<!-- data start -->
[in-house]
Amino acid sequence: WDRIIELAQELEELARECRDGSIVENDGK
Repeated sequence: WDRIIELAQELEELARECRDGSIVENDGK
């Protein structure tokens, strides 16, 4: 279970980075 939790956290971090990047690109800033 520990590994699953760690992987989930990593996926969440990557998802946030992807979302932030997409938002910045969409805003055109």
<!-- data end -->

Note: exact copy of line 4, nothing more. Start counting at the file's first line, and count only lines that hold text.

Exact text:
């Protein structure tokens, strides 16, 4: 279970980075 939790956290971090990047690109800033 520990590994699953760690992987989930990593996926969440990557998802946030992807979302932030997409938002910045969409805003055109």